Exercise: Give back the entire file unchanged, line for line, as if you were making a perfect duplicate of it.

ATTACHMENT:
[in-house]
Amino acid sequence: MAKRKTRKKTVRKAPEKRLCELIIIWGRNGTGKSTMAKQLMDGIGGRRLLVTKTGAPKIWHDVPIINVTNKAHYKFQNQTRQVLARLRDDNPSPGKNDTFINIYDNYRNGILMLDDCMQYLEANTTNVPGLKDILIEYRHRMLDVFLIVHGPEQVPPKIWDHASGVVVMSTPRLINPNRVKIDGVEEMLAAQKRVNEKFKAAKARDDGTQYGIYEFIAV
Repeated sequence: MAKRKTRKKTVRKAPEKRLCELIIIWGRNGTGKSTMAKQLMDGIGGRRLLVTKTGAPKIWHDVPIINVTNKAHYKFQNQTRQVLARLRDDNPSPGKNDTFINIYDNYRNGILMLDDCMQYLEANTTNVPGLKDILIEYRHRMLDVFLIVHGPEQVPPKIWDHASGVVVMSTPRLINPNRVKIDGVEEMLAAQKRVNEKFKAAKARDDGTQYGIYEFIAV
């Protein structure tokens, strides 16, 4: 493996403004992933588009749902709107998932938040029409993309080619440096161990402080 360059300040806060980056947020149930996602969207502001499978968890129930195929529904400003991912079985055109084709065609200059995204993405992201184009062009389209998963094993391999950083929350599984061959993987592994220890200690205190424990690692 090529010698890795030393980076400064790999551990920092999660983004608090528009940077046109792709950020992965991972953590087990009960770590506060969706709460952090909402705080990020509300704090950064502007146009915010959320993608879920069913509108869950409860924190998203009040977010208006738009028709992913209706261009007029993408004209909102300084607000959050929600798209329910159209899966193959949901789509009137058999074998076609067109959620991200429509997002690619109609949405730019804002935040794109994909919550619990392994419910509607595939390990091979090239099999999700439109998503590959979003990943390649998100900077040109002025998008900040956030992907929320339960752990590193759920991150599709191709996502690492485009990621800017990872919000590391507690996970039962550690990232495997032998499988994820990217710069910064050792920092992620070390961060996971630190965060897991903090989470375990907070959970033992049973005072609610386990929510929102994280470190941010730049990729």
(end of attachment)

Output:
[in-house]
Amino acid sequence: MAKRKTRKKTVRKAPEKRLCELIIIWGRNGTGKSTMAKQLMDGIGGRRLLVTKTGAPKIWHDVPIINVTNKAHYKFQNQTRQVLARLRDDNPSPGKNDTFINIYDNYRNGILMLDDCMQYLEANTTNVPGLKDILIEYRHRMLDVFLIVHGPEQVPPKIWDHASGVVVMSTPRLINPNRVKIDGVEEMLAAQKRVNEKFKAAKARDDGTQYGIYEFIAV
Repeated sequence: MAKRKTRKKTVRKAPEKRLCELIIIWGRNGTGKSTMAKQLMDGIGGRRLLVTKTGAPKIWHDVPIINVTNKAHYKFQNQTRQVLARLRDDNPSPGKNDTFINIYDNYRNGILMLDDCMQYLEANTTNVPGLKDILIEYRHRMLDVFLIVHGPEQVPPKIWDHASGVVVMSTPRLINPNRVKIDGVEEMLAAQKRVNEKFKAAKARDDGTQYGIYEFIAV
């Protein structure tokens, strides 16, 4: 493996403004992933588009749902709107998932938040029409993309080619440096161990402080 360059300040806060980056947020149930996602969207502001499978968890129930195929529904400003991912079985055109084709065609200059995204993405992201184009062009389209998963094993391999950083929350599984061959993987592994220890200690205190424990690692 090529010698890795030393980076400064790999551990920092999660983004608090528009940077046109792709950020992965991972953590087990009960770590506060969706709460952090909402705080990020509300704090950064502007146009915010959320993608879920069913509108869950409860924190998203009040977010208006738009028709992913209706261009007029993408004209909102300084607000959050929600798209329910159209899966193959949901789509009137058999074998076609067109959620991200429509997002690619109609949405730019804002935040794109994909919550619990392994419910509607595939390990091979090239099999999700439109998503590959979003990943390649998100900077040109002025998008900040956030992907929320339960752990590193759920991150599709191709996502690492485009990621800017990872919000590391507690996970039962550690990232495997032998499988994820990217710069910064050792920092992620070390961060996971630190965060897991903090989470375990907070959970033992049973005072609610386990929510929102994280470190941010730049990729």